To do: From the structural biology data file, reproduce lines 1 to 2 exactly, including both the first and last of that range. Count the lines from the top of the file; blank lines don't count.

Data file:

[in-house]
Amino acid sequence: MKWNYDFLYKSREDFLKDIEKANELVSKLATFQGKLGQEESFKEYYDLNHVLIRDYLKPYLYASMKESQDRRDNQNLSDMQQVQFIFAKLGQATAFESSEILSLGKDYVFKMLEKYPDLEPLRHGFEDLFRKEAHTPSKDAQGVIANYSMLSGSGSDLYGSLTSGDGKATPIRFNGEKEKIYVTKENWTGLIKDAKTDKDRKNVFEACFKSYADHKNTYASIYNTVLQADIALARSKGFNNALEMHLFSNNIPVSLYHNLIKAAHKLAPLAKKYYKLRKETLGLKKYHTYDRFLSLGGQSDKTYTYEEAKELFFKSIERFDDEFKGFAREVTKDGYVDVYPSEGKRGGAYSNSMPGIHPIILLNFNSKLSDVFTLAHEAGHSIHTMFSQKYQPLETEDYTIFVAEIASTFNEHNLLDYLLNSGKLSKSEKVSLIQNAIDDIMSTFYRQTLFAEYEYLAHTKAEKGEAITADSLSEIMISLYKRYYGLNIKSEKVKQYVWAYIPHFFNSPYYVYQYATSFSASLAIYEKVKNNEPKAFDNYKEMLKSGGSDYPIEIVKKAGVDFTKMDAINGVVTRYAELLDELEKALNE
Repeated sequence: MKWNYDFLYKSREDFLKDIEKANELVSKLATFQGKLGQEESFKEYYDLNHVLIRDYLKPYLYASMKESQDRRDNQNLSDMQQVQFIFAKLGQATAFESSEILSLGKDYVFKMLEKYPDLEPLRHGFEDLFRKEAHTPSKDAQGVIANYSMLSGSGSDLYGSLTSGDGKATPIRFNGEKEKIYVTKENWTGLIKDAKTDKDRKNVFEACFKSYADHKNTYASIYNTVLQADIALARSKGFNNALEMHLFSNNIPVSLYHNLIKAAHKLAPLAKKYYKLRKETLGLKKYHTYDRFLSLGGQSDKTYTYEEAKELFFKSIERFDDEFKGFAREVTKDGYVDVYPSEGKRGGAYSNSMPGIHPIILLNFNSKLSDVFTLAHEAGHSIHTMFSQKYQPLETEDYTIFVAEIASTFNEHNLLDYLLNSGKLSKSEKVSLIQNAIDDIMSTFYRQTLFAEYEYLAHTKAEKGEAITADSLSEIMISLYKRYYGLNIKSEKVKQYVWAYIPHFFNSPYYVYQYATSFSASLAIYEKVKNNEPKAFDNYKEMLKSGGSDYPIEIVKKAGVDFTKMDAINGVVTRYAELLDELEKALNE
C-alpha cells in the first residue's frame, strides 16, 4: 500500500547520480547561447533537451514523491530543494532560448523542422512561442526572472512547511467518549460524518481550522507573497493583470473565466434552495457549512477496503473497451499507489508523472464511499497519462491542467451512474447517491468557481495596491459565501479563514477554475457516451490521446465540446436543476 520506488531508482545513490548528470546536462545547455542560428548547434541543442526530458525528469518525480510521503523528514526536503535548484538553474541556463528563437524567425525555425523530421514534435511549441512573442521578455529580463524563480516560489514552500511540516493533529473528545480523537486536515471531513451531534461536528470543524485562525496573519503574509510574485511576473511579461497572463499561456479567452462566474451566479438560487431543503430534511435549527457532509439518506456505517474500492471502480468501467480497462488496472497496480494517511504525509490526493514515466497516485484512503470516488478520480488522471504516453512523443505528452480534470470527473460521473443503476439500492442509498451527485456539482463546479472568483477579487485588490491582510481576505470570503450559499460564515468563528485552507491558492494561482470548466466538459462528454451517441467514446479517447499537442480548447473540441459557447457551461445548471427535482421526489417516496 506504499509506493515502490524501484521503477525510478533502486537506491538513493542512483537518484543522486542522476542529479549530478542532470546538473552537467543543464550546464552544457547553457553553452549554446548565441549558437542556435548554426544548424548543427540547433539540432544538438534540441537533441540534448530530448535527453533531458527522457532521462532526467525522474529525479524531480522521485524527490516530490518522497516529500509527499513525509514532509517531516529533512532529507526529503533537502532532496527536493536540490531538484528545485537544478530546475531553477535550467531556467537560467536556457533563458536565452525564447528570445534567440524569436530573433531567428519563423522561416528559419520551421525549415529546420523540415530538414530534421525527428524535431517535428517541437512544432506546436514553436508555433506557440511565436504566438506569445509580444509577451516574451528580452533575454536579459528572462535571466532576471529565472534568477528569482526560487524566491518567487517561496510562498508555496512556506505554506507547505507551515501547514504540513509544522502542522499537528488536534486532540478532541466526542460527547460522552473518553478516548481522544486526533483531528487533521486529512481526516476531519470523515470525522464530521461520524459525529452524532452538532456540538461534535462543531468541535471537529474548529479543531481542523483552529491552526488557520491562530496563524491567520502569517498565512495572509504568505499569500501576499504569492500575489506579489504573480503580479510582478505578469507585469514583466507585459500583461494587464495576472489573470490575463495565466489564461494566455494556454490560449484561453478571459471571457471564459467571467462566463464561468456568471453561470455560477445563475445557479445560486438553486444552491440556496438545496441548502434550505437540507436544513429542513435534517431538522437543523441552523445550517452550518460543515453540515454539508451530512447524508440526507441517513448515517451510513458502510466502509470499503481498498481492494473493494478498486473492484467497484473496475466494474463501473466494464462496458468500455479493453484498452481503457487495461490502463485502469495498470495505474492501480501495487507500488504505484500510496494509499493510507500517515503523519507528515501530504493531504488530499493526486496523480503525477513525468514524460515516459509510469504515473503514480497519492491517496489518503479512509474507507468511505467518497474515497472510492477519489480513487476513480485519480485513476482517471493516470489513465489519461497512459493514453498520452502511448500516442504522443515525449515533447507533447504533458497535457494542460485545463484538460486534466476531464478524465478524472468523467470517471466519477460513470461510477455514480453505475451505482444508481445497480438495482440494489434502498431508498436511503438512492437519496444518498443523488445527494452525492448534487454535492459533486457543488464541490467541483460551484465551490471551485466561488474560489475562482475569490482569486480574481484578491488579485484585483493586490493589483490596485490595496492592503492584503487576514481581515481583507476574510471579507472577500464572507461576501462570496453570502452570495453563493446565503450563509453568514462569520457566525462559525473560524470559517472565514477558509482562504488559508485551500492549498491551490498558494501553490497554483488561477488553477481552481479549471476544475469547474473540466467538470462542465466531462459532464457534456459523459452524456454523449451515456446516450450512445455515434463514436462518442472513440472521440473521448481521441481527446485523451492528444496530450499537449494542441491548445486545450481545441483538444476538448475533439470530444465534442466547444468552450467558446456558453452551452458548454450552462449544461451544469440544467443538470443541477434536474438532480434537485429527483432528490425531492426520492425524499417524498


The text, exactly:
[in-house]
Amino acid sequence: MKWNYDFLYKSREDFLKDIEKANELVSKLATFQGKLGQEESFKEYYDLNHVLIRDYLKPYLYASMKESQDRRDNQNLSDMQQVQFIFAKLGQATAFESSEILSLGKDYVFKMLEKYPDLEPLRHGFEDLFRKEAHTPSKDAQGVIANYSMLSGSGSDLYGSLTSGDGKATPIRFNGEKEKIYVTKENWTGLIKDAKTDKDRKNVFEACFKSYADHKNTYASIYNTVLQADIALARSKGFNNALEMHLFSNNIPVSLYHNLIKAAHKLAPLAKKYYKLRKETLGLKKYHTYDRFLSLGGQSDKTYTYEEAKELFFKSIERFDDEFKGFAREVTKDGYVDVYPSEGKRGGAYSNSMPGIHPIILLNFNSKLSDVFTLAHEAGHSIHTMFSQKYQPLETEDYTIFVAEIASTFNEHNLLDYLLNSGKLSKSEKVSLIQNAIDDIMSTFYRQTLFAEYEYLAHTKAEKGEAITADSLSEIMISLYKRYYGLNIKSEKVKQYVWAYIPHFFNSPYYVYQYATSFSASLAIYEKVKNNEPKAFDNYKEMLKSGGSDYPIEIVKKAGVDFTKMDAINGVVTRYAELLDELEKALNE